The study was a two-arm, randomized, placebo-controlled, double-blind, clinical trial. Patients with incurable breast or colorectal carcinoma had to have good performance status and organ function. Patients could be receiving chemotherapy. Patients were all to receive standard care and then to be randomly selected to receive either a shark cartilage product or an identical-appearing and smelling placebo 3 to 4 times each day.

RESULTS
Data on a total of 83 evaluable patients were analyzed. There was no difference in overall survival between patients receiving standard care plus a shark cartilage product versus standard care plus placebo. Likewise, there was no suggestion of improvement in quality of life for patients receiving the shark cartilage, compared with those receiving placebo.

CONCLUSION
This trial was unable to demonstrate any suggestion of efficacy for this shark cartilage product in patients with advanced cancer. Cancer 2005. © 2005 American Cancer Society.

-------------------------------------------------------------------------------- Received: 28 October 2004; Revised: 11 February 2005; Accepted: 25 February 2005

Source: Nutraingredients
Shark cartilage can’t cure cancer, say scientists

24/05/2005 - When the mass media reported, more than a decade ago, on studies purporting to show that shark cartilage could send cancer into remission, medical professionals didn’t really buy it. Now it seems their skepticism was well placed, writes Jess Halliday, as a new study finds it improves neither the survival prospects nor the quality of life of advanced-stage cancer patients.

Mayo Clinic Oncologist Charles Loprinzi and colleagues in the North Central Cancer Treatment Group carried out a randomized, placebo-controlled, double-blind, clinical trial involving 83 patients with incurable breast or colorectal cancer, who had good performance status and organ function. The results are published in the July 1 issue of the American Cancer Society’s peer-reviewed journal CANCER, now online.

The patients were randomly assigned to one of two groups. One group took a shark cartilage product three to four times each day, and the other took a placebo with identical smell and appearance. Both groups also received standard medical treatment, such as chemotherapy.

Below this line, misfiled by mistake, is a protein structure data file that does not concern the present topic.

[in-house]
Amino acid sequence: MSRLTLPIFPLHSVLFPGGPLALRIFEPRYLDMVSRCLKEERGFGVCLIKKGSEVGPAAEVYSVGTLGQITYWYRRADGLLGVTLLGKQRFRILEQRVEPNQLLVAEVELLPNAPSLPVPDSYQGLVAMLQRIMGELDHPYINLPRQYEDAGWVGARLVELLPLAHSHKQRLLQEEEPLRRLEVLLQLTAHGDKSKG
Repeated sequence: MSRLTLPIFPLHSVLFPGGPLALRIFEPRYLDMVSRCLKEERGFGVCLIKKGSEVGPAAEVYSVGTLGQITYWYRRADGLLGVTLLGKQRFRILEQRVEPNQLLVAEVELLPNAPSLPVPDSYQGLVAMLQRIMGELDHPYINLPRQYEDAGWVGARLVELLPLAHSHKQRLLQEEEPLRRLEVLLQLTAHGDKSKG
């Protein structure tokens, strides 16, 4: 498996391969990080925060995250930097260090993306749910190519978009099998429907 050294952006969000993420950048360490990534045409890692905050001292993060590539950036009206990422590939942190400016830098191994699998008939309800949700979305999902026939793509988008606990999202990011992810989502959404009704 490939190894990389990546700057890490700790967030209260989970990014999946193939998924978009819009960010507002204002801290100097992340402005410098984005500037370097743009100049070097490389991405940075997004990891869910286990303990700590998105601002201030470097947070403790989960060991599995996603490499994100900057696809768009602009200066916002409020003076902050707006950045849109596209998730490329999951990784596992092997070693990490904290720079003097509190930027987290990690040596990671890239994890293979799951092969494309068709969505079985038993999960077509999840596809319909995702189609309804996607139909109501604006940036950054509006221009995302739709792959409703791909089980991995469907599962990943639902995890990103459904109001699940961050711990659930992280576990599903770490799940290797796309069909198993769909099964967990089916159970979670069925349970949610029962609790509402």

The primary aim of the study was to find out whether shark cartilage boosted patients’ survival, and the secondary aim was to evaluate toxicities, tolerability, and any quality of life benefits it might deliver.

However Loprinzi’s team found shark cartilage to be a failure on all counts. There was no difference in survival rates between the two groups, nor any discernible benefit to quality of life. In fact, in some cases in the cartilage group, quality of life was seen to deteriorate.

The researchers also note that the first month of the trial was marked by a high dropout rate in the shark cartilage group due to toxicity.

According to the researchers, the reputed benefits of shark cartilage stem from the claim that sharks rarely get cancer because their bodies contain a lot of cartilage.

But all the studies conducted to date have produced ambiguous results – bar the 1993 study carried out in Cuba, which captured media attention worldwide with its claims that patients with advanced cancer had gone into remission after taking shark cartilage.

This trial was never published in a peer-reviewed medical journal, however, and the National Cancer Institute dismissed the results as "incomplete and unimpressive".

Since then, the medical professionals have sought to discourage the use of the use of this particular complementary or alternative approach. In 2002 the British Journal of Cancer published editorial warning that websites offering patients alternative therapies, including shark cartilage, could pose a greater risk to their health as they might cause them to neglect orthodox approaches.